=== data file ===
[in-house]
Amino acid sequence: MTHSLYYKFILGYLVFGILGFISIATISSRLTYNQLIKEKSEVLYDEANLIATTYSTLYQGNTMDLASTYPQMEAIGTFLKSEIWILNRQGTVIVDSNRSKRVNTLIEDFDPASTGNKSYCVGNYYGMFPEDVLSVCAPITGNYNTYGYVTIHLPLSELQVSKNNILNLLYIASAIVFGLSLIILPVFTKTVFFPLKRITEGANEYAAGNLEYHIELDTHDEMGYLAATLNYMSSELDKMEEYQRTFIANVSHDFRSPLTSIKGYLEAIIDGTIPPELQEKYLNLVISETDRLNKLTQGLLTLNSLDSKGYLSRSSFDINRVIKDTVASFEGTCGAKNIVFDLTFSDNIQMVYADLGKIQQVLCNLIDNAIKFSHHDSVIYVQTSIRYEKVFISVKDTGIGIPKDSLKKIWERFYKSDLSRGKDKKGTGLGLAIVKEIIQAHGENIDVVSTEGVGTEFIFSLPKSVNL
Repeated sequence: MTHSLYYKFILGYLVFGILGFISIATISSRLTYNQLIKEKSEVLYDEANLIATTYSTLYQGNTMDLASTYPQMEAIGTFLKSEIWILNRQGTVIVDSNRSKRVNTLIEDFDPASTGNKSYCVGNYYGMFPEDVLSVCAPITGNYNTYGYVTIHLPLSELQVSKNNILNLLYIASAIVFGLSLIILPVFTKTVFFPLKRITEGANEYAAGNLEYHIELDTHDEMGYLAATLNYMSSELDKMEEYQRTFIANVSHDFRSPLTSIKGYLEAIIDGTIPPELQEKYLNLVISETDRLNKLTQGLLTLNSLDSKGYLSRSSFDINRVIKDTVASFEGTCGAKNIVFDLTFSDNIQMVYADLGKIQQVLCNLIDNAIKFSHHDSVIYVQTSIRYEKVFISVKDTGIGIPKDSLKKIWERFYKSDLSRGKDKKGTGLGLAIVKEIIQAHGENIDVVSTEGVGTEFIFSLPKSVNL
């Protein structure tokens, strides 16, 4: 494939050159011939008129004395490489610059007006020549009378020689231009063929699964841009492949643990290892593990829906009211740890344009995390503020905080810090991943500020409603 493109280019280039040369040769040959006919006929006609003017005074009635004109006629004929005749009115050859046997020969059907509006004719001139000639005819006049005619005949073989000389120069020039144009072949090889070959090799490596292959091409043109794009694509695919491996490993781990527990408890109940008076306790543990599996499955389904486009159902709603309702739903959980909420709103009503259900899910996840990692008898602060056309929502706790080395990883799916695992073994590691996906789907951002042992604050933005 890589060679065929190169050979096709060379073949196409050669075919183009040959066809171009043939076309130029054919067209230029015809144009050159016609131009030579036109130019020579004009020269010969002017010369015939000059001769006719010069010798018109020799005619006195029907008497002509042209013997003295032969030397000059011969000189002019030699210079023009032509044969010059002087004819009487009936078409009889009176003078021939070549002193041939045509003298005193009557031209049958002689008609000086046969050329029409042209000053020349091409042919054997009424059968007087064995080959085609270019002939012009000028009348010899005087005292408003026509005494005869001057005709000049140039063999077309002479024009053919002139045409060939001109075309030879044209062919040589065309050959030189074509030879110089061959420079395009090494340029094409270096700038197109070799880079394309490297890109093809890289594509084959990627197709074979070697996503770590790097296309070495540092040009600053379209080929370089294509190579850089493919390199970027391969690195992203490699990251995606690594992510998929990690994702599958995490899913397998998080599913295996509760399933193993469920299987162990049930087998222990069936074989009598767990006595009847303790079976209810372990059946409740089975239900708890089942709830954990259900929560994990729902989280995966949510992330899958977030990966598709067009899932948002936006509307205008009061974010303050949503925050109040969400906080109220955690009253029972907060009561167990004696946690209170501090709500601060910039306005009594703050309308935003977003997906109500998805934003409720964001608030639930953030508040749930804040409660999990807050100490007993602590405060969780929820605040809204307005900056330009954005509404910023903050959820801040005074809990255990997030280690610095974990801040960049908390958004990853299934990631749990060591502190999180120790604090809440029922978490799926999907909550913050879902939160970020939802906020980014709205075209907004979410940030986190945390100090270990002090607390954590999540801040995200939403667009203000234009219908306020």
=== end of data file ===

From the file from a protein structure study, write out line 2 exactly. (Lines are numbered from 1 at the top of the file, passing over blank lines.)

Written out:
Amino acid sequence: MTHSLYYKFILGYLVFGILGFISIATISSRLTYNQLIKEKSEVLYDEANLIATTYSTLYQGNTMDLASTYPQMEAIGTFLKSEIWILNRQGTVIVDSNRSKRVNTLIEDFDPASTGNKSYCVGNYYGMFPEDVLSVCAPITGNYNTYGYVTIHLPLSELQVSKNNILNLLYIASAIVFGLSLIILPVFTKTVFFPLKRITEGANEYAAGNLEYHIELDTHDEMGYLAATLNYMSSELDKMEEYQRTFIANVSHDFRSPLTSIKGYLEAIIDGTIPPELQEKYLNLVISETDRLNKLTQGLLTLNSLDSKGYLSRSSFDINRVIKDTVASFEGTCGAKNIVFDLTFSDNIQMVYADLGKIQQVLCNLIDNAIKFSHHDSVIYVQTSIRYEKVFISVKDTGIGIPKDSLKKIWERFYKSDLSRGKDKKGTGLGLAIVKEIIQAHGENIDVVSTEGVGTEFIFSLPKSVNL